Palomino JC, Portaels F 1999. Simple procedure for drug susceptibility testing of Mycobacterium tuberculosis using a commercial colorimetric assay. Eur J Clin Microbiol Infect Dis 18: 380-383. [ Links ]
Ribeiro MO, Gomes MS, Senna SG, Rossetti MLR, Fonseca LS 2004. Evaluation of rapid microplate assays using cellular-viability indicators to determine patterns of susceptibility to isoniazid and rifampin in Mycobacterium tuberculosis strains. J Bras Pneumol 30: 365-370. [ Links ]
Telles MA, Ferrazoli L, Waldman EA, Giampaglia CM, Martins MC, Ueki SY, Chimara E, Silva CA, Cruz V, Waldman CC, Heyn I, Hirono IU, Riley LW 2005. A population-based study of drug resistance and transmission of tuberculosis in an urban community. Int J Tuberc Lung Dis 9: 970-976. [ Links ]
WHO - World Health Organization 1997. Anti-tuberculosis drug resistance in the world: The WHO/IUATLD Global Project on Anti-tuberculosis Drug Resistance Surveillance, 1994-1997, WHO, Geneva, 229 pp. [ Links ]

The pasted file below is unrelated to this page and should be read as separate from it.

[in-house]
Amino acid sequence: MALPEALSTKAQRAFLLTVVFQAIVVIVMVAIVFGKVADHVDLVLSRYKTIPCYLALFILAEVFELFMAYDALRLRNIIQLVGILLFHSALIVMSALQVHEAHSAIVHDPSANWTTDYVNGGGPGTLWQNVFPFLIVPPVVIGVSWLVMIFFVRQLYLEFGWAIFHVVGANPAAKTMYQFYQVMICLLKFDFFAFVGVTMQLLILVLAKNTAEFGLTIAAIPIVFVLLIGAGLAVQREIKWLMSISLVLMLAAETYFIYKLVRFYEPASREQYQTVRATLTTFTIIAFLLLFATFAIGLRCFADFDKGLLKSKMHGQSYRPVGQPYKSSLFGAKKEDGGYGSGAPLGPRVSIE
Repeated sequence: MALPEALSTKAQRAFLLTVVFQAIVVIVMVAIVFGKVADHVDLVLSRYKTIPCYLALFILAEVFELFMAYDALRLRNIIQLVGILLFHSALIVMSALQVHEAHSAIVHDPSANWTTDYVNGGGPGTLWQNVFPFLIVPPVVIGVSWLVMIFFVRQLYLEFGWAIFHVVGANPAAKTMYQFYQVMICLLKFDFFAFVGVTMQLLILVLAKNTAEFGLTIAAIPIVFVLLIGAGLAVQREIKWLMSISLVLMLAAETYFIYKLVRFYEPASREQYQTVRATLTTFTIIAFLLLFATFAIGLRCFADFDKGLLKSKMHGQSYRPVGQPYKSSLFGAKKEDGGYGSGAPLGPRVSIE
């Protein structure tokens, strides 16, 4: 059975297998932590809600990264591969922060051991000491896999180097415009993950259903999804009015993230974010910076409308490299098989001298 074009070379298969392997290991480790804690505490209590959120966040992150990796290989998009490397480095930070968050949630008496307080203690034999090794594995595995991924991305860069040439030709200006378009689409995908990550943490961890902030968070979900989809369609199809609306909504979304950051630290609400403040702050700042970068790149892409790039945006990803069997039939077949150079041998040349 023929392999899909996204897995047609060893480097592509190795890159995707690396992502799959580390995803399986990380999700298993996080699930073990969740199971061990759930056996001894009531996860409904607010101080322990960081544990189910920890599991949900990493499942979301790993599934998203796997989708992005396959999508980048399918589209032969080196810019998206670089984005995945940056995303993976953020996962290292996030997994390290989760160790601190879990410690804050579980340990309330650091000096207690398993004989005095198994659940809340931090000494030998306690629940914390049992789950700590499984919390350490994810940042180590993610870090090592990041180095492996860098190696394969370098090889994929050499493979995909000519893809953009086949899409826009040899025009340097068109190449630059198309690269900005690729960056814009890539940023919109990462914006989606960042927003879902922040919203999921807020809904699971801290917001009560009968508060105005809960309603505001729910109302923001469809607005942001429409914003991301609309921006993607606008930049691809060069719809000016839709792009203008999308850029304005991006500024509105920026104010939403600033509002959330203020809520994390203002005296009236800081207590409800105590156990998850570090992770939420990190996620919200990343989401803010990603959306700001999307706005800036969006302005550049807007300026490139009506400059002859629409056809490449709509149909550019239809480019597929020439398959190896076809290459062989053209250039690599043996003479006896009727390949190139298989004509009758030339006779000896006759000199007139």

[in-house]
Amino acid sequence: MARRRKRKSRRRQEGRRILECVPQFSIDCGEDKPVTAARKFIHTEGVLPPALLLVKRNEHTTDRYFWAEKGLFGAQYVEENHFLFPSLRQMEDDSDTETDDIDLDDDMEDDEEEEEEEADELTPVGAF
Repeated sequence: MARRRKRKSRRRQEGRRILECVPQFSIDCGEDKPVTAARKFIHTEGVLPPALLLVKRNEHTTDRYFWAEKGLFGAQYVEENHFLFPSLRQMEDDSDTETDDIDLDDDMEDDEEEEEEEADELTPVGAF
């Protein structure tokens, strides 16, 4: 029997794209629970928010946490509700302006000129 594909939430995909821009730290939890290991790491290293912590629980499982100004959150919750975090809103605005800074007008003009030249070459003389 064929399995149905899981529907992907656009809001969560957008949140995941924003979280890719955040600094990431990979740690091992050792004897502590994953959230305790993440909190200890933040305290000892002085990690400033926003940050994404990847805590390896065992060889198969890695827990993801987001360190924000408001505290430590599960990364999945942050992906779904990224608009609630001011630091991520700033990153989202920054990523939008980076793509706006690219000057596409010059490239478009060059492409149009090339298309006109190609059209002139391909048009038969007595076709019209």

WHO - World Health Organization 2008. Anti-tuberculosis drug resistance in the world: The WHO/IUATLD Global Project on Anti-tuberculosis Drug Resistance Surveillance, 2002-2007, WHO, Geneva, 142 pp. [ Links ]
WHO - World Health Organization 2009. Strategic and technical advisory group for tuberculosis (STAG_TB). Report of the Ninth Meeting, WHO, Geneva, 41 pp. [ Links ]
Received 6 November 2009
Accepted 26 May 2010